Which Animals Are Like Me

Which Animals Are Like Me lesson plan

Are you as sly as a fox? Loyal as a dog? Students sculpt imaginary animals that have traits in common with themselves!

  • 1.

    Have students make a list of interesting animals. What are some qualities that describe how they look or act? (lions=fierce, stealthy; giraffes=tall, graceful; turtles=steady, deliberate).

  • 2.

    Ask students which of these animals are they most like? Which qualities do they have in common? Choose three animals that are similar. Use Crayola Erasable Colored Pencils to sketch an imaginary animal that combines features of all three!

  • 3.

    Cover the work area with recycled newspaper. Use Crayola Air-Dry Clay to sculpt the animal. Students work on a paper plate to shape a fanciful creature that has some of their best qualities.

  • 4.

    Paint an imaginary creature with Crayola Washable Watercolors. Use several coats for deep hues. Air-dry the animal for at least 3 days before handling.

  • 5.

    Share the imaginary animals with classmates. Ask students what they learned about their classmates?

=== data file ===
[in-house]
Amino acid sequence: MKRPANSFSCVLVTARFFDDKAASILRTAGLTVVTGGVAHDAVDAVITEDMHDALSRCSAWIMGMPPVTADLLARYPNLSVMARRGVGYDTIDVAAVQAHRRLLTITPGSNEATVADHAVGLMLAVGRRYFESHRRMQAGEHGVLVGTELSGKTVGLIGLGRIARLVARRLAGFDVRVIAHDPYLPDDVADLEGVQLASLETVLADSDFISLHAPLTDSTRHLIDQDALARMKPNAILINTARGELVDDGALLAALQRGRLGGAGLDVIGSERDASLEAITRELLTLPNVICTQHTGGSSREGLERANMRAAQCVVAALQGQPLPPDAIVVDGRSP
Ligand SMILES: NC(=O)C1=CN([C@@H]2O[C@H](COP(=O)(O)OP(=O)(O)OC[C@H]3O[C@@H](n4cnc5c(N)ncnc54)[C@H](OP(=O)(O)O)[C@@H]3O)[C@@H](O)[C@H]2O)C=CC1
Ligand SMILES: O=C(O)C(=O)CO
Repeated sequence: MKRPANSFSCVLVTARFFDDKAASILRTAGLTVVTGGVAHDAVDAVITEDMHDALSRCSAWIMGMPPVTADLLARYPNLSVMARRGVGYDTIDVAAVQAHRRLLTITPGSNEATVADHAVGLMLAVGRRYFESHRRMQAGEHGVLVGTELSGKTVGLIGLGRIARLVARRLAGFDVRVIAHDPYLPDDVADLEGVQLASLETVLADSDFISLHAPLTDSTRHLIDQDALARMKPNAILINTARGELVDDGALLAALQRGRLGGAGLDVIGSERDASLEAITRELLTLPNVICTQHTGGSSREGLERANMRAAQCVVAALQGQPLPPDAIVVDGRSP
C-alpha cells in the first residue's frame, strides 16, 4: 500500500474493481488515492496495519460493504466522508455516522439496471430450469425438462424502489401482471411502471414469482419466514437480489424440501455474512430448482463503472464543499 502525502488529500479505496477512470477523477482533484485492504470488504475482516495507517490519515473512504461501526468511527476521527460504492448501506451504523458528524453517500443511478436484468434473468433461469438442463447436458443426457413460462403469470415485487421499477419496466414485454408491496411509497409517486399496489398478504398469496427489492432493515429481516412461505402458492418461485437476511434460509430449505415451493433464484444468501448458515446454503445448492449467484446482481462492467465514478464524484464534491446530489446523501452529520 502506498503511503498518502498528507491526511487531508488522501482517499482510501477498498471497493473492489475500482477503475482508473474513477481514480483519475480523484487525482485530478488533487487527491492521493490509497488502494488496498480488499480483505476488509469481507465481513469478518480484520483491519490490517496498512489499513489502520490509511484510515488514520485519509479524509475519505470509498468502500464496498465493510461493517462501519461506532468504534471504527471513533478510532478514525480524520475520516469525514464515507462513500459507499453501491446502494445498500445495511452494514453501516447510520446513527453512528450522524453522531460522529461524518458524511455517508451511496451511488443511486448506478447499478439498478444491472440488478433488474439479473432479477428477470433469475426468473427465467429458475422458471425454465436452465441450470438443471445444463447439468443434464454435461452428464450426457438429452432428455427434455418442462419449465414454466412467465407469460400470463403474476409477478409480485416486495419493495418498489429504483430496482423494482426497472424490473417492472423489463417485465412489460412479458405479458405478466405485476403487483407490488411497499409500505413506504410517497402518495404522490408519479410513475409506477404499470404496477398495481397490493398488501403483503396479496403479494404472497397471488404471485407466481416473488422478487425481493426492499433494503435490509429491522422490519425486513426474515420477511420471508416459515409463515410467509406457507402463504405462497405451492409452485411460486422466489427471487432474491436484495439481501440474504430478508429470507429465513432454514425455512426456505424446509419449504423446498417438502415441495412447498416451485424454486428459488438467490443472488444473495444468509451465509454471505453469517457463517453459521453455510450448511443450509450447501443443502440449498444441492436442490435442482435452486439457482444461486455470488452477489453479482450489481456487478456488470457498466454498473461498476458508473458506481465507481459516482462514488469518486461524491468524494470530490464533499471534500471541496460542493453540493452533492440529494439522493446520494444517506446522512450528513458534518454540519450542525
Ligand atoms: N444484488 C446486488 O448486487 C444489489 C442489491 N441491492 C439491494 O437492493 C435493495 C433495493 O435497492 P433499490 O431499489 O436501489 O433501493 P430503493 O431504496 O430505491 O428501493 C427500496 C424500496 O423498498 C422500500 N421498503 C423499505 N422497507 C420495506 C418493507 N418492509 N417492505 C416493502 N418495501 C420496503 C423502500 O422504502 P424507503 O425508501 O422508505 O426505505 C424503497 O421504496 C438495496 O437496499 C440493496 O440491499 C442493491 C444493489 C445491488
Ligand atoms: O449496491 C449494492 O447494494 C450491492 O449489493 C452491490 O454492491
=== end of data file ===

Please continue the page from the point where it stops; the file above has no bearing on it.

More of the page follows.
Standards

  • LA: Demonstrate command of the conventions of standard English capitalization, punctuation, and spelling when writing.
  • LA: Participate in collaborative conversations with diverse partners about grade level topics and texts with peers and adults in small and larger groups.
  • LA: Use words and phrases acquired through conversations, reading and being read to, and responding to texts, including using adjectives and adverbs to describe (e.g., When other kids are happy that makes me happy).
  • LA: Demonstrate understanding of word relationships and nuances in word meanings.
  • LA: Determine the meaning of words and phrases as they are used in a text, including figurative language such as metaphors and similes.
  • VA: Intentionally take advantage of the qualities and characteristics of art media, techniques, and processes to enhance communication of experiences and ideas.
  • VA: Select and use the qualities of structures and functions of art to improve communication of ideas.

Adaptations

  • Possible classroom resources include: Crazy Like a Fox: A Simile Story by Loreen Leedy; Skin Like Milk, Hair of Silk: What Are Similes and Metaphors? By Brian P. Cleary; Stubborn as a Mule and Other Silly Similes (Ways to Say It) by Nancy Jean Loewen
  • Encourage students to create exhibition labels for their animals that identify the unique qualities they possess.
  • Students use cardboard, craft sticks, and Crayola Tempera Paint, construct a school zoo to showcase the animal creations.